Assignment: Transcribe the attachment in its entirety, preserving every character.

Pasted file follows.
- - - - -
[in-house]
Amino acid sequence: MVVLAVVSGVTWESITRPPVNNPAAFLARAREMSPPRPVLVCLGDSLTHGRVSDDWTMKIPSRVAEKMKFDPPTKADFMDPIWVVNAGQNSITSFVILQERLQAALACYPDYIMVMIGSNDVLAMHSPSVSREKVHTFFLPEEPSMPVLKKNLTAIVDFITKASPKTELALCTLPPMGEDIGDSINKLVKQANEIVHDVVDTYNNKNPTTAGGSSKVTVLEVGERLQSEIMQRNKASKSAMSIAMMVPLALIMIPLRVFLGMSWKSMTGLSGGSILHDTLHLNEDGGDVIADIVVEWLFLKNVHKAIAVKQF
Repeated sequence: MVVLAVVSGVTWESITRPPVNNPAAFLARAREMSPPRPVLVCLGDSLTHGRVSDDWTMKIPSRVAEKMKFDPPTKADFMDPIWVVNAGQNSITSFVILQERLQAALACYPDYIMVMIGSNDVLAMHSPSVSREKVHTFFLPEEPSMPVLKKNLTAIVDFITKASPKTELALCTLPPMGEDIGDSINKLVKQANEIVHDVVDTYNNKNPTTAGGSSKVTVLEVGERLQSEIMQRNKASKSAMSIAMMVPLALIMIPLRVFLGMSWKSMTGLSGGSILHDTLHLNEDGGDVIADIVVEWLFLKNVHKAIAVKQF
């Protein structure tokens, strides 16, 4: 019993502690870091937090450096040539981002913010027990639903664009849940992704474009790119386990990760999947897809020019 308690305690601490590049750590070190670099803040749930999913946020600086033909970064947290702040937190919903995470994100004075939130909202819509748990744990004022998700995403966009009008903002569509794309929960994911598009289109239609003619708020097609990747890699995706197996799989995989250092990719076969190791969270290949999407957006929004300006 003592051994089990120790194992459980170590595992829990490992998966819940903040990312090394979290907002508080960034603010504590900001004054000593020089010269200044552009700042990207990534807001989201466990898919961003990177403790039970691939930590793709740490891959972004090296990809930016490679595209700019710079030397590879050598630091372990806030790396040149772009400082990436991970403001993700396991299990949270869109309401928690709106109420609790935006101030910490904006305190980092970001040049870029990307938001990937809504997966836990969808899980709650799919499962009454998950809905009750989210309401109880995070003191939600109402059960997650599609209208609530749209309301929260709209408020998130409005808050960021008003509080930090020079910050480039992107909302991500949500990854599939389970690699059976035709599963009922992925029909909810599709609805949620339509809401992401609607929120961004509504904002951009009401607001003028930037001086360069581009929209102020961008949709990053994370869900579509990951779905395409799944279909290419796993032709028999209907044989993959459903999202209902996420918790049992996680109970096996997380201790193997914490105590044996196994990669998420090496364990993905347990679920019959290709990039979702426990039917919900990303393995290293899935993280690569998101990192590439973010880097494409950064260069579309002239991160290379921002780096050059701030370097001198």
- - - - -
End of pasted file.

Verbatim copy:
[in-house]
Amino acid sequence: MVVLAVVSGVTWESITRPPVNNPAAFLARAREMSPPRPVLVCLGDSLTHGRVSDDWTMKIPSRVAEKMKFDPPTKADFMDPIWVVNAGQNSITSFVILQERLQAALACYPDYIMVMIGSNDVLAMHSPSVSREKVHTFFLPEEPSMPVLKKNLTAIVDFITKASPKTELALCTLPPMGEDIGDSINKLVKQANEIVHDVVDTYNNKNPTTAGGSSKVTVLEVGERLQSEIMQRNKASKSAMSIAMMVPLALIMIPLRVFLGMSWKSMTGLSGGSILHDTLHLNEDGGDVIADIVVEWLFLKNVHKAIAVKQF
Repeated sequence: MVVLAVVSGVTWESITRPPVNNPAAFLARAREMSPPRPVLVCLGDSLTHGRVSDDWTMKIPSRVAEKMKFDPPTKADFMDPIWVVNAGQNSITSFVILQERLQAALACYPDYIMVMIGSNDVLAMHSPSVSREKVHTFFLPEEPSMPVLKKNLTAIVDFITKASPKTELALCTLPPMGEDIGDSINKLVKQANEIVHDVVDTYNNKNPTTAGGSSKVTVLEVGERLQSEIMQRNKASKSAMSIAMMVPLALIMIPLRVFLGMSWKSMTGLSGGSILHDTLHLNEDGGDVIADIVVEWLFLKNVHKAIAVKQF
């Protein structure tokens, strides 16, 4: 019993502690870091937090450096040539981002913010027990639903664009849940992704474009790119386990990760999947897809020019 308690305690601490590049750590070190670099803040749930999913946020600086033909970064947290702040937190919903995470994100004075939130909202819509748990744990004022998700995403966009009008903002569509794309929960994911598009289109239609003619708020097609990747890699995706197996799989995989250092990719076969190791969270290949999407957006929004300006 003592051994089990120790194992459980170590595992829990490992998966819940903040990312090394979290907002508080960034603010504590900001004054000593020089010269200044552009700042990207990534807001989201466990898919961003990177403790039970691939930590793709740490891959972004090296990809930016490679595209700019710079030397590879050598630091372990806030790396040149772009400082990436991970403001993700396991299990949270869109309401928690709106109420609790935006101030910490904006305190980092970001040049870029990307938001990937809504997966836990969808899980709650799919499962009454998950809905009750989210309401109880995070003191939600109402059960997650599609209208609530749209309301929260709209408020998130409005808050960021008003509080930090020079910050480039992107909302991500949500990854599939389970690699059976035709599963009922992925029909909810599709609805949620339509809401992401609607929120961004509504904002951009009401607001003028930037001086360069581009929209102020961008949709990053994370869900579509990951779905395409799944279909290419796993032709028999209907044989993959459903999202209902996420918790049992996680109970096996997380201790193997914490105590044996196994990669998420090496364990993905347990679920019959290709990039979702426990039917919900990303393995290293899935993280690569998101990192590439973010880097494409950064260069579309002239991160290379921002780096050059701030370097001198």